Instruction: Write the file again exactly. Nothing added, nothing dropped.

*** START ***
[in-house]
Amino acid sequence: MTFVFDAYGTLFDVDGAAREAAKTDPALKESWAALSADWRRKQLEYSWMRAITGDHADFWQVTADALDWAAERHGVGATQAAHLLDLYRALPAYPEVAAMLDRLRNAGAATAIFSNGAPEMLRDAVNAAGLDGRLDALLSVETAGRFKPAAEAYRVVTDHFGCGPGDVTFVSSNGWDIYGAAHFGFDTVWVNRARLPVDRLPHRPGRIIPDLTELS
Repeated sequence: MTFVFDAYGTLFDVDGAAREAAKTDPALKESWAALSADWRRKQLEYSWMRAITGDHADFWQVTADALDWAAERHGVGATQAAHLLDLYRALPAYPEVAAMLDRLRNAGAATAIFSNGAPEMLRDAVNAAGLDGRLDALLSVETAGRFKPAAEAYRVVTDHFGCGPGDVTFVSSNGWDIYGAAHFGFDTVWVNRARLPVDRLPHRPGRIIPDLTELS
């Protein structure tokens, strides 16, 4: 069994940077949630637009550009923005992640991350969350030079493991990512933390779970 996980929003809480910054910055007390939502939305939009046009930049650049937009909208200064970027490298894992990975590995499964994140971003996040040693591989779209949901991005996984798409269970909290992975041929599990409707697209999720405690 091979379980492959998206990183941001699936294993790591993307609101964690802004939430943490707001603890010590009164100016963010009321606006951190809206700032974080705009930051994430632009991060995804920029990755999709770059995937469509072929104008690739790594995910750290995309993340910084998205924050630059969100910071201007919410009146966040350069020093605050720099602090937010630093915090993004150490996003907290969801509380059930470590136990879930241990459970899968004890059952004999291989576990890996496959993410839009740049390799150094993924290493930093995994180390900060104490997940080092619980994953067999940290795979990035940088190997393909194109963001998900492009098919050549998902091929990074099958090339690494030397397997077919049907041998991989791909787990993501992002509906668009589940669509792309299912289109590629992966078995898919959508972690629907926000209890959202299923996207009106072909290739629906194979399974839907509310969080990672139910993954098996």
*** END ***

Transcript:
[in-house]
Amino acid sequence: MTFVFDAYGTLFDVDGAAREAAKTDPALKESWAALSADWRRKQLEYSWMRAITGDHADFWQVTADALDWAAERHGVGATQAAHLLDLYRALPAYPEVAAMLDRLRNAGAATAIFSNGAPEMLRDAVNAAGLDGRLDALLSVETAGRFKPAAEAYRVVTDHFGCGPGDVTFVSSNGWDIYGAAHFGFDTVWVNRARLPVDRLPHRPGRIIPDLTELS
Repeated sequence: MTFVFDAYGTLFDVDGAAREAAKTDPALKESWAALSADWRRKQLEYSWMRAITGDHADFWQVTADALDWAAERHGVGATQAAHLLDLYRALPAYPEVAAMLDRLRNAGAATAIFSNGAPEMLRDAVNAAGLDGRLDALLSVETAGRFKPAAEAYRVVTDHFGCGPGDVTFVSSNGWDIYGAAHFGFDTVWVNRARLPVDRLPHRPGRIIPDLTELS
């Protein structure tokens, strides 16, 4: 069994940077949630637009550009923005992640991350969350030079493991990512933390779970 996980929003809480910054910055007390939502939305939009046009930049650049937009909208200064970027490298894992990975590995499964994140971003996040040693591989779209949901991005996984798409269970909290992975041929599990409707697209999720405690 091979379980492959998206990183941001699936294993790591993307609101964690802004939430943490707001603890010590009164100016963010009321606006951190809206700032974080705009930051994430632009991060995804920029990755999709770059995937469509072929104008690739790594995910750290995309993340910084998205924050630059969100910071201007919410009146966040350069020093605050720099602090937010630093915090993004150490996003907290969801509380059930470590136990879930241990459970899968004890059952004999291989576990890996496959993410839009740049390799150094993924290493930093995994180390900060104490997940080092619980994953067999940290795979990035940088190997393909194109963001998900492009098919050549998902091929990074099958090339690494030397397997077919049907041998991989791909787990993501992002509906668009589940669509792309299912289109590629992966078995898919959508972690629907926000209890959202299923996207009106072909290739629906194979399974839907509310969080990672139910993954098996």